1. Click on "Start Quantum Graph" below the right-hand graph. The graph shows the probability that a particle is in the ground state at some position x. You may vary n to see higher energy states. Under the left-hand graph, a ball is oscillating back and forth on a spring. What does the probability of finding the particle as a function of x look like? Why? After you answer, click "start Classical Graph" and check yourself. Was your answer right or wrong?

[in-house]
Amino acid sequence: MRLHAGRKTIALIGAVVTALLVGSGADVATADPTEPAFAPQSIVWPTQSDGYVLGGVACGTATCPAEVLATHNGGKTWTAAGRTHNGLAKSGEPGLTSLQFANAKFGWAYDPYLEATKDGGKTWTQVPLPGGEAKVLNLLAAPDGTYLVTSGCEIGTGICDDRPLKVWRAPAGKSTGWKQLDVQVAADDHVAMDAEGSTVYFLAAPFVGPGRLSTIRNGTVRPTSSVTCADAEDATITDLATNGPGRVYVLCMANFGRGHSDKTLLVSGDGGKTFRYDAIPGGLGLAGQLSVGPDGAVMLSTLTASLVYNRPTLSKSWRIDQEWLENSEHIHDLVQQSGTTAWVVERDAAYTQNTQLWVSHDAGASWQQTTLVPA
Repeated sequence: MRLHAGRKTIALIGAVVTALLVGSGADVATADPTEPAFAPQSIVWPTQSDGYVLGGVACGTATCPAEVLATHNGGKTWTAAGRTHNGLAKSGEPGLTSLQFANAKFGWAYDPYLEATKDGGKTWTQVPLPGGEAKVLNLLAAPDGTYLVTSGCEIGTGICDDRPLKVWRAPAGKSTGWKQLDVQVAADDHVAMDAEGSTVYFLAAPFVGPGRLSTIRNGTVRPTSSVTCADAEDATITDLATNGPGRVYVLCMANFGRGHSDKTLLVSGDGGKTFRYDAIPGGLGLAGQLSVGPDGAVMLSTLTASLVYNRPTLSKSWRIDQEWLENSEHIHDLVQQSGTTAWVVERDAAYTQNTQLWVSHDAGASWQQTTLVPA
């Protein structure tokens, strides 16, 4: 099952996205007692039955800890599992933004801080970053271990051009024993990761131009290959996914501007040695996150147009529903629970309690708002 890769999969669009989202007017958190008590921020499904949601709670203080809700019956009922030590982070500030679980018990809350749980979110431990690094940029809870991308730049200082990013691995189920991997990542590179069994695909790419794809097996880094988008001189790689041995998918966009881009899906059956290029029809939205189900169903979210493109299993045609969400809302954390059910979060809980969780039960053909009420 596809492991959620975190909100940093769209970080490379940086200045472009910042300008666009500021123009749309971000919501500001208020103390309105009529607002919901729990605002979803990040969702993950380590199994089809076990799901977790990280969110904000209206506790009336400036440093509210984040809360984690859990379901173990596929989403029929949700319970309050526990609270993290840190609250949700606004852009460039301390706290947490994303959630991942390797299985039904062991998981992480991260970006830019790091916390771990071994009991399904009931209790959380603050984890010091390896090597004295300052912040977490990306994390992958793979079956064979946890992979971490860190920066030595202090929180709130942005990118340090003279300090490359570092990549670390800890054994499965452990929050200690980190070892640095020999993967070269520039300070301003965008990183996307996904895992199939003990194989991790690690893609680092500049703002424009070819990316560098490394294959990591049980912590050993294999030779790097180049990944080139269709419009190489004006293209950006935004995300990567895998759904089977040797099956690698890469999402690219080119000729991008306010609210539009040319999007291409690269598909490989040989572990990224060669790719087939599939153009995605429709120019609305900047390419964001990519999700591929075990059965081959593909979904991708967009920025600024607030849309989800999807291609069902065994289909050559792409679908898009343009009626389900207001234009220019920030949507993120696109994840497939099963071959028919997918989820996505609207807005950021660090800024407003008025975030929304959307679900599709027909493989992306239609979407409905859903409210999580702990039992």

2. Under what conditions would the right-hand graph look like the left-hand graph. In other words, what is the correspondence between the classical and quantum position probabilities of a particle undergoing simple harmonic motion? Check your answer using the above "Start" buttons.
Script by Mario Belloni and Wolfgang Christian.
Questions by Larry Cain.
Java applets by Wolfgang Christian.